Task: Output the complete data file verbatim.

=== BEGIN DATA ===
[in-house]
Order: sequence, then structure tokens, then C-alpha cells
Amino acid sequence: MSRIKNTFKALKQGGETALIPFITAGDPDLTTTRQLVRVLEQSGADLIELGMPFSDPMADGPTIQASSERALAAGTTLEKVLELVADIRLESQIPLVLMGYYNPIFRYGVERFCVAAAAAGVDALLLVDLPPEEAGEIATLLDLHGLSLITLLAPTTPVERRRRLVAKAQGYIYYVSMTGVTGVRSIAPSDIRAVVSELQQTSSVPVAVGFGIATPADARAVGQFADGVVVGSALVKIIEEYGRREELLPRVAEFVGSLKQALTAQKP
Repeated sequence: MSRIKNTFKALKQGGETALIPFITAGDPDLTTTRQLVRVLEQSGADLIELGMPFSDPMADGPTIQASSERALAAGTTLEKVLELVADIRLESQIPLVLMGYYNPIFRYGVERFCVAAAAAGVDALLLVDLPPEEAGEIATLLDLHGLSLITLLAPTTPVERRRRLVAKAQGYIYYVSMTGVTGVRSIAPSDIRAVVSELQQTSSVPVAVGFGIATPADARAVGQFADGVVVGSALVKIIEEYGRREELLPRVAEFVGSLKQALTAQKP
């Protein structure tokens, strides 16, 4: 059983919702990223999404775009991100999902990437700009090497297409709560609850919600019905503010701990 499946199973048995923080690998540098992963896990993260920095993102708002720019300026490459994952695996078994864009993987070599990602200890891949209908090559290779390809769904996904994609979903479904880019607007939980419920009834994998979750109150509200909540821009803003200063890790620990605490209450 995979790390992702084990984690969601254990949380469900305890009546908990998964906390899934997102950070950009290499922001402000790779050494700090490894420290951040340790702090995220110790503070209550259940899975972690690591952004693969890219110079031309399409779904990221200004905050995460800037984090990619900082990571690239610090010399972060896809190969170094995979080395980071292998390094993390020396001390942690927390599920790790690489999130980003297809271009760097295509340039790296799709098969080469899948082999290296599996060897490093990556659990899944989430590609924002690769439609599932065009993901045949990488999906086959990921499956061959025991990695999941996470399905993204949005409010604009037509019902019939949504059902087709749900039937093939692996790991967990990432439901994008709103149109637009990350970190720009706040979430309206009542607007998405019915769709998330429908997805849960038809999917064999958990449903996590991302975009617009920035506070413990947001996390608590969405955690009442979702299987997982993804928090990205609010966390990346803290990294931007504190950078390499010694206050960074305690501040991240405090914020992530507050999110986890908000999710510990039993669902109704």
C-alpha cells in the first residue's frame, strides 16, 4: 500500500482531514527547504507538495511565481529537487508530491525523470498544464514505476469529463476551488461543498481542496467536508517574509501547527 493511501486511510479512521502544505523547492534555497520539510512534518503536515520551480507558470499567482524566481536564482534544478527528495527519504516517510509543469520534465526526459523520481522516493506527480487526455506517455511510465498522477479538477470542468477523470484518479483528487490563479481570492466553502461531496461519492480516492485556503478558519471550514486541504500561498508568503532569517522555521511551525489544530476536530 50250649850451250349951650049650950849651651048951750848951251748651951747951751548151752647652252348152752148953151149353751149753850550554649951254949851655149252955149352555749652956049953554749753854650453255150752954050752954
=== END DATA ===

[in-house]
Order: sequence, then structure tokens, then C-alpha cells
Amino acid sequence: MSRIKNTFKALKQGGETALIPFITAGDPDLTTTRQLVRVLEQSGADLIELGMPFSDPMADGPTIQASSERALAAGTTLEKVLELVADIRLESQIPLVLMGYYNPIFRYGVERFCVAAAAAGVDALLLVDLPPEEAGEIATLLDLHGLSLITLLAPTTPVERRRRLVAKAQGYIYYVSMTGVTGVRSIAPSDIRAVVSELQQTSSVPVAVGFGIATPADARAVGQFADGVVVGSALVKIIEEYGRREELLPRVAEFVGSLKQALTAQKP
Repeated sequence: MSRIKNTFKALKQGGETALIPFITAGDPDLTTTRQLVRVLEQSGADLIELGMPFSDPMADGPTIQASSERALAAGTTLEKVLELVADIRLESQIPLVLMGYYNPIFRYGVERFCVAAAAAGVDALLLVDLPPEEAGEIATLLDLHGLSLITLLAPTTPVERRRRLVAKAQGYIYYVSMTGVTGVRSIAPSDIRAVVSELQQTSSVPVAVGFGIATPADARAVGQFADGVVVGSALVKIIEEYGRREELLPRVAEFVGSLKQALTAQKP
């Protein structure tokens, strides 16, 4: 059983919702990223999404775009991100999902990437700009090497297409709560609850919600019905503010701990 499946199973048995923080690998540098992963896990993260920095993102708002720019300026490459994952695996078994864009993987070599990602200890891949209908090559290779390809769904996904994609979903479904880019607007939980419920009834994998979750109150509200909540821009803003200063890790620990605490209450 995979790390992702084990984690969601254990949380469900305890009546908990998964906390899934997102950070950009290499922001402000790779050494700090490894420290951040340790702090995220110790503070209550259940899975972690690591952004693969890219110079031309399409779904990221200004905050995460800037984090990619900082990571690239610090010399972060896809190969170094995979080395980071292998390094993390020396001390942690927390599920790790690489999130980003297809271009760097295509340039790296799709098969080469899948082999290296599996060897490093990556659990899944989430590609924002690769439609599932065009993901045949990488999906086959990921499956061959025991990695999941996470399905993204949005409010604009037509019902019939949504059902087709749900039937093939692996790991967990990432439901994008709103149109637009990350970190720009706040979430309206009542607007998405019915769709998330429908997805849960038809999917064999958990449903996590991302975009617009920035506070413990947001996390608590969405955690009442979702299987997982993804928090990205609010966390990346803290990294931007504190950078390499010694206050960074305690501040991240405090914020992530507050999110986890908000999710510990039993669902109704």
C-alpha cells in the first residue's frame, strides 16, 4: 500500500482531514527547504507538495511565481529537487508530491525523470498544464514505476469529463476551488461543498481542496467536508517574509501547527 493511501486511510479512521502544505523547492534555497520539510512534518503536515520551480507558470499567482524566481536564482534544478527528495527519504516517510509543469520534465526526459523520481522516493506527480487526455506517455511510465498522477479538477470542468477523470484518479483528487490563479481570492466553502461531496461519492480516492485556503478558519471550514486541504500561498508568503532569517522555521511551525489544530476536530 50250649850451250349951650049650950849651651048951750848951251748651951747951751548151752647652252348152752148953151149353751149753850550554649951254949851655149252955149352555749652956049953554749753854650453255150752954050752954